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Saudi says 1,301 deaths during hajj, mostly unregistered pilgrims

Saudi Arabia said Sunday that more than 1,300 faithful died during the hajj pilgrimage which took place during intense heat, and that most of the deceased did not have official permits.

“Regrettably, the number of mortalities reached 1,301, with 83 percent being unauthorised to perform hajj and having walked long distances under direct sunlight, without adequate shelter or comfort,” the official Saudi Press Agency reported.

An AFP tally last week, based on official statements and reports from diplomats involved in their countries’ responses, put the toll at more than 1,100.

The dead came from more than 10 countries stretching from the United States to Indonesia, and some governments are continuing to update their totals.

Arab diplomats told AFP last week that Egyptians accounted for 658 deaths — 630 of them unregistered pilgrims.

The diplomats said the cause of death in most cases was heat-related.

Temperatures in Mecca this year climbed as high as 51.8 degrees Celsius (125 degrees Fahrenheit), according to Saudi Arabia’s national meteorological centre.

Arab diplomats told AFP last week that Egyptians accounted for 658 deaths — 630 of them unregistered pilgrims.

The diplomats said the cause of death in most cases was heat-related.

Temperatures in Mecca this year climbed as high as 51.8 degrees Celsius (125 degrees Fahrenheit), according to Saudi Arabia’s national meteorological centre.


Riyadh had not publicly commented on the deaths or provided its own toll until Sunday.

On Friday, however, a senior Saudi official gave AFP a partial toll of 577 deaths for the two busiest days of hajj: June 15, when pilgrims gathered for hours of prayers in the blazing sun on Mount Arafat, and June 16, when they participated in the “stoning of the devil” ritual in Mina.

The official also defended Riyadh’s response, saying: “The state did not fail, but there was a misjudgement on the part of people who did not appreciate the risks.”

– ‘Heat stress’ –

The Saudi health minister, Fahd Al-Jalajel, on Sunday described management of the hajj this year as “successful”, SPA reported.

He said the health system “provided more than 465,000 specialised treatment services, including 141,000 services to those who didn’t obtain official authorisation to perform hajj,” according to SPA, which summarised an interview he gave to the state-affiliated Al-Ekhbariya channel.

Jalajel did not specify how many deaths Saudi officials attributed to heat.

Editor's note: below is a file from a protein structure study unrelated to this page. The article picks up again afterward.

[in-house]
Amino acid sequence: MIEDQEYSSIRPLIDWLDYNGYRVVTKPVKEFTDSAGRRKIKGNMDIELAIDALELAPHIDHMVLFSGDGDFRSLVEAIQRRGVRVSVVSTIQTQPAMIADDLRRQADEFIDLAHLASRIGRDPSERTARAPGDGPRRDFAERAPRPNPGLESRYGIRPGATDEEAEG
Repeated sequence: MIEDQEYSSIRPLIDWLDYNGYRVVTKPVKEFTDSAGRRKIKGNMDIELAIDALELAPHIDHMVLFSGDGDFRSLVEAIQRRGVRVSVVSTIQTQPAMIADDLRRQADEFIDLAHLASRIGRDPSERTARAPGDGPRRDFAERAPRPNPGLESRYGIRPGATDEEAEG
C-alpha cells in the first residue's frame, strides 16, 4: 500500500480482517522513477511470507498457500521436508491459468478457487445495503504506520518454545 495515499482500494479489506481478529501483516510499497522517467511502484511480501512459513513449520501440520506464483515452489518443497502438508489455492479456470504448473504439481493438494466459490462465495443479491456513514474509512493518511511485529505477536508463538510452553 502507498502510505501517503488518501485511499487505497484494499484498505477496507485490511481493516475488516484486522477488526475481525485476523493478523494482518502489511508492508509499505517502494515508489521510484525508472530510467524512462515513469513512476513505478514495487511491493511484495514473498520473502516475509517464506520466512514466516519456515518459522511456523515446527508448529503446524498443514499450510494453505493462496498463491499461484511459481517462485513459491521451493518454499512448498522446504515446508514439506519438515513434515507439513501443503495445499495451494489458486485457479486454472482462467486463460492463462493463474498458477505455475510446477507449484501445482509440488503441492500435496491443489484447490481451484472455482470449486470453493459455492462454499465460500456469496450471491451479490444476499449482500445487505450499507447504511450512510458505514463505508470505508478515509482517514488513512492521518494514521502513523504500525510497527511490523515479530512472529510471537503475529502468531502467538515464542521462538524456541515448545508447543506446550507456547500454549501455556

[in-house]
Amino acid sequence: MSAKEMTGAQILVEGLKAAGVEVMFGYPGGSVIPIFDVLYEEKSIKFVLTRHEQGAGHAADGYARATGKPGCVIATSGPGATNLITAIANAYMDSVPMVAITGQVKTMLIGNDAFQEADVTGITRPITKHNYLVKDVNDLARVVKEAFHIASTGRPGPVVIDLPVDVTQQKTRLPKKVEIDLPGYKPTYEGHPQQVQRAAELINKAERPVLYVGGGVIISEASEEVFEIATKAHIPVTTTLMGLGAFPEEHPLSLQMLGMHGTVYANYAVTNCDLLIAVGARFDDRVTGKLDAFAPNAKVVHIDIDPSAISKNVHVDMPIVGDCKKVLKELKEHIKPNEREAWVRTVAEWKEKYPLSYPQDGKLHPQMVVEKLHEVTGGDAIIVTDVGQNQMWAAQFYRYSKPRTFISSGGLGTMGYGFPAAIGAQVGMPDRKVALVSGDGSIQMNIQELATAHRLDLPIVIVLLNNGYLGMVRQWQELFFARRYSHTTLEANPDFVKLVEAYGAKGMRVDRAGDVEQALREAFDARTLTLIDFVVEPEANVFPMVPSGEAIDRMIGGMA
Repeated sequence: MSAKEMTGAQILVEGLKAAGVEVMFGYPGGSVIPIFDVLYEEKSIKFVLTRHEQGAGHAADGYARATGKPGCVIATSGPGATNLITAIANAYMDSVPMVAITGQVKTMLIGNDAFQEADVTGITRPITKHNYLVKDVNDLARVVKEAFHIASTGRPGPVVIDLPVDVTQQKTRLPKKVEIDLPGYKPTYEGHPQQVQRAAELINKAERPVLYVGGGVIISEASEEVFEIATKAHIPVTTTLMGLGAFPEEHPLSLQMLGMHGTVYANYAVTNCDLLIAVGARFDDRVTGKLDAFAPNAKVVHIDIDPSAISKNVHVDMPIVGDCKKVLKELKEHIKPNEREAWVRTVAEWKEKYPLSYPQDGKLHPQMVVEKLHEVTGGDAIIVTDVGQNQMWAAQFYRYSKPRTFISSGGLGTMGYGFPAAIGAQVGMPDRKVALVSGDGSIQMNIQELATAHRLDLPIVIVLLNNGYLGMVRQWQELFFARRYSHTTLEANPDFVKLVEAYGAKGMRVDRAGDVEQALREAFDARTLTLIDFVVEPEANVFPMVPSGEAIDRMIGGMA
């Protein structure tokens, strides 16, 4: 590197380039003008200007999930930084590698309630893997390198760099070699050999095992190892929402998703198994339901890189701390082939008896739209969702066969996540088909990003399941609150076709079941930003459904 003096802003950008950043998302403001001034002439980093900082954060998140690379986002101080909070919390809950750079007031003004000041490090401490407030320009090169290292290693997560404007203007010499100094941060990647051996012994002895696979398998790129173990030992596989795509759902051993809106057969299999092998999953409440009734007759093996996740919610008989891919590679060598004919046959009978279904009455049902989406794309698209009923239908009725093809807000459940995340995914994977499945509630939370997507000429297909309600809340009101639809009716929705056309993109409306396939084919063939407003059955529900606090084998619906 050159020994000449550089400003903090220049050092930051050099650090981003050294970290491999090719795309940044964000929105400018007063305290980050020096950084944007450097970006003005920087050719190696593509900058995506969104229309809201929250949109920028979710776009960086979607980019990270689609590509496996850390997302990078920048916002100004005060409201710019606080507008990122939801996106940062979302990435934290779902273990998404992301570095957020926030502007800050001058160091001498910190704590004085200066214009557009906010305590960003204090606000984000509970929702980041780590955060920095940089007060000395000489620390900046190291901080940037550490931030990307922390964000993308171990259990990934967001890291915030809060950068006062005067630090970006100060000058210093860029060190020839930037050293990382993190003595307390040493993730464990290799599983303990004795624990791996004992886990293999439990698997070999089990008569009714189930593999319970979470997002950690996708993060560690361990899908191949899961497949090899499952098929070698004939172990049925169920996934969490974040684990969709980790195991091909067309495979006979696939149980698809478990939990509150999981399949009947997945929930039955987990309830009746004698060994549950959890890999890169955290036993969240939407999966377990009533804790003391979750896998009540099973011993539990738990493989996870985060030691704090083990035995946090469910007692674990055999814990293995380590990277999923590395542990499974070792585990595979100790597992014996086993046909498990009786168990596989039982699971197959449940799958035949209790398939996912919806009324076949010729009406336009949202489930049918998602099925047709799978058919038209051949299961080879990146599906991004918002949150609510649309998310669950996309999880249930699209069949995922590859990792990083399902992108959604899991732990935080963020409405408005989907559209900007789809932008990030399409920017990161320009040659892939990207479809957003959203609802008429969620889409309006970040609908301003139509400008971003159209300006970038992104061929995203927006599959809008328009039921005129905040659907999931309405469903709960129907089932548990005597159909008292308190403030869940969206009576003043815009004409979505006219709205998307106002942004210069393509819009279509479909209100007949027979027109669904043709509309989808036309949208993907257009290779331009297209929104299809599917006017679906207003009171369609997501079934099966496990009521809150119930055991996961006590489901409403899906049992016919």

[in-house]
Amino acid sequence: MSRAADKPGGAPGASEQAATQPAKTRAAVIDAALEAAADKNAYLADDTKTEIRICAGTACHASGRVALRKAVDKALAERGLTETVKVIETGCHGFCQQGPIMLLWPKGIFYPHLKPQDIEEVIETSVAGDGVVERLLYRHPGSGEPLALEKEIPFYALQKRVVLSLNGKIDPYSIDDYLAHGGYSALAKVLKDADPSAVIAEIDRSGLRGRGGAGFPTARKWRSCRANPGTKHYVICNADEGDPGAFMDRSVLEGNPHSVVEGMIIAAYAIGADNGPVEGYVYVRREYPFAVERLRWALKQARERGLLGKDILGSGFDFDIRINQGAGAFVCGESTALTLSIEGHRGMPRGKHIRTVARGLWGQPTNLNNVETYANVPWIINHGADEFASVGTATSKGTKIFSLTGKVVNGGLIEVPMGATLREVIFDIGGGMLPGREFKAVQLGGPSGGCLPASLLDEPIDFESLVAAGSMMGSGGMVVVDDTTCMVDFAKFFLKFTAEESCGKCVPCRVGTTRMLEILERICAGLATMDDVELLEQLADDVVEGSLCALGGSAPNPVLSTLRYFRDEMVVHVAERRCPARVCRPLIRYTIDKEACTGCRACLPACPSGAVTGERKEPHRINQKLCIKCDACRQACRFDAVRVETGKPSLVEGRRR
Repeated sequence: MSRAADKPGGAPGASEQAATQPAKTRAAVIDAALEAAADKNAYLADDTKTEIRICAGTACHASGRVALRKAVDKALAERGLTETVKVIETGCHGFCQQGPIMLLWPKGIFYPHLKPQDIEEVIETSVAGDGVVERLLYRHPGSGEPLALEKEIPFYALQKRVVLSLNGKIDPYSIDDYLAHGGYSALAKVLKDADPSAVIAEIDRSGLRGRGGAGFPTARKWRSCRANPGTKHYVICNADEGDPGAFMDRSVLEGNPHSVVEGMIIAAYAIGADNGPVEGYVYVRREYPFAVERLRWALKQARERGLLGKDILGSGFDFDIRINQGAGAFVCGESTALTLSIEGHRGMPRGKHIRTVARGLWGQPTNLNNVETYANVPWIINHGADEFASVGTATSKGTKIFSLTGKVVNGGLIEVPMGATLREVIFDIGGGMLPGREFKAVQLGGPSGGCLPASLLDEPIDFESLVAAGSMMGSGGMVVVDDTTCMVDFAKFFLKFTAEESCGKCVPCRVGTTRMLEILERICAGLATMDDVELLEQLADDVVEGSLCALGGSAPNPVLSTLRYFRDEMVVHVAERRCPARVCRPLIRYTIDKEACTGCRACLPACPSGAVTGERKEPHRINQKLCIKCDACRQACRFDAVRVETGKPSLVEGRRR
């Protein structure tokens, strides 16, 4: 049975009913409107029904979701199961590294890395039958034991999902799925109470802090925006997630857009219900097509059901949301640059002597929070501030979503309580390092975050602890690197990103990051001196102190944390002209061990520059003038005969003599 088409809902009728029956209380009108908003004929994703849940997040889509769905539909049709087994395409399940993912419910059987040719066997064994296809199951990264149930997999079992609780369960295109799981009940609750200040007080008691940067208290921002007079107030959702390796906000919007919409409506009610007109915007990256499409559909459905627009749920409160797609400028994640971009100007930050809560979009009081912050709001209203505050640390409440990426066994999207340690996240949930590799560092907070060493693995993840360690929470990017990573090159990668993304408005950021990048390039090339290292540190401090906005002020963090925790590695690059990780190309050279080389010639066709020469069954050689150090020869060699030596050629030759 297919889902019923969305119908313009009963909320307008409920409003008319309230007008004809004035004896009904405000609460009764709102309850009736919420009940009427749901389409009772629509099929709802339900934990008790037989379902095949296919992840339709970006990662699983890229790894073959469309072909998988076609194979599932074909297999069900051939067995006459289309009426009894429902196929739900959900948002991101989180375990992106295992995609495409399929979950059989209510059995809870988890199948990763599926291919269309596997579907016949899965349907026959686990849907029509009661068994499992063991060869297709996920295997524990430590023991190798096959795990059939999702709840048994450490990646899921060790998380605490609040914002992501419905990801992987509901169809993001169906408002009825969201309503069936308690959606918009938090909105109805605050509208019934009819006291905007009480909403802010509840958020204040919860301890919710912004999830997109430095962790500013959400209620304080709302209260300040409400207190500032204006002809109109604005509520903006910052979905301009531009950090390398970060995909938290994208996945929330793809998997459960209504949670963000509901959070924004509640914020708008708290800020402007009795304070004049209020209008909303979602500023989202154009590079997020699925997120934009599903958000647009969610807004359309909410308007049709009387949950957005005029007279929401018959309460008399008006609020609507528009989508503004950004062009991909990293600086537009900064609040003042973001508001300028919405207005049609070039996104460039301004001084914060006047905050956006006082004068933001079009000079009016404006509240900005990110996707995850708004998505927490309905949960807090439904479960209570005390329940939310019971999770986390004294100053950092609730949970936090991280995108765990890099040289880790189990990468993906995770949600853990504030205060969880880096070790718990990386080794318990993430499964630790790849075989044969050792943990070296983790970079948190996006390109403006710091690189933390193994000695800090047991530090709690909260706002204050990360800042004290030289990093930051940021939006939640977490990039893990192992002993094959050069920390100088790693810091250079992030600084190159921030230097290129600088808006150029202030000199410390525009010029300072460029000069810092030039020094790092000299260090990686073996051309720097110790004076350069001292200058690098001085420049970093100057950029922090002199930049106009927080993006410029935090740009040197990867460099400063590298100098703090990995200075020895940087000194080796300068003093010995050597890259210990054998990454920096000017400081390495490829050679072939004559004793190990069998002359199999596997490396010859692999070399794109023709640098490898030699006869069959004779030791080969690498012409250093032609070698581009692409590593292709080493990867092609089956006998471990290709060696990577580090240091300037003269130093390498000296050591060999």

“The health system addressed numerous cases of heat stress this year, with some individuals still under care,” SPA reported.

“Among the deceased were several elderly and chronically ill individuals.”

The hajj is one of the five pillars of Islam that all Muslims with the means must complete at least once in their lives.

Saudi officials have said 1.8 million pilgrims took part this year, a similar number to last year, and that 1.6 million came from abroad.

For the past several years the mainly outdoor rituals have fallen during the sweltering Saudi summer.

The timing of the hajj moves forward about 11 days each year in the Gregorian calendar, meaning that next year it will take place earlier in June, potentially in cooler conditions.

A 2019 study by the journal Geophysical Research Letters said because of climate change, heat stress for hajj pilgrims will exceed the “extreme danger threshold” from 2047 to 2052 and 2079 to 2086, “with increasing frequency and intensity as the century progresses”.


– Off-the-books hajj –
Hajj permits are allocated to countries on a quota system and distributed to individuals by lottery.

Even for those who can obtain them, the steep costs spur many to attempt the hajj without a permit, though they risk arrest and deportation if caught.

Saudi authorities said before the hajj that they had cleared hundreds of thousands of unregistered pilgrims from Mecca.

But the Saudi official who spoke to AFP on Friday said around 400,000 unregistered pilgrims took part, and that “almost all of them (were) from one nationality”, an apparent reference to Egypt.

On Saturday, Egyptian Prime Minister Mostafa Madbouly ordered 16 tourism companies stripped of their licences and referred their managers to the public prosecutor over illegal pilgrimages to Mecca, Egypt’s cabinet said.

It said the rise in the number of deaths of unregistered Egyptian pilgrims stemmed from some companies which “organised the hajj programmes using a personal visit visa, which prevents its holders from entering Mecca” via official channels.

Unregistered pilgrims in many cases did not have access to amenities meant to make the pilgrimage more bearable, including air-conditioned tents.

Unregistered Egyptian pilgrims told AFP last week that in some cases they struggled to access hospitals or hail ambulances for loved ones, some of whom ended up dying.

AFP

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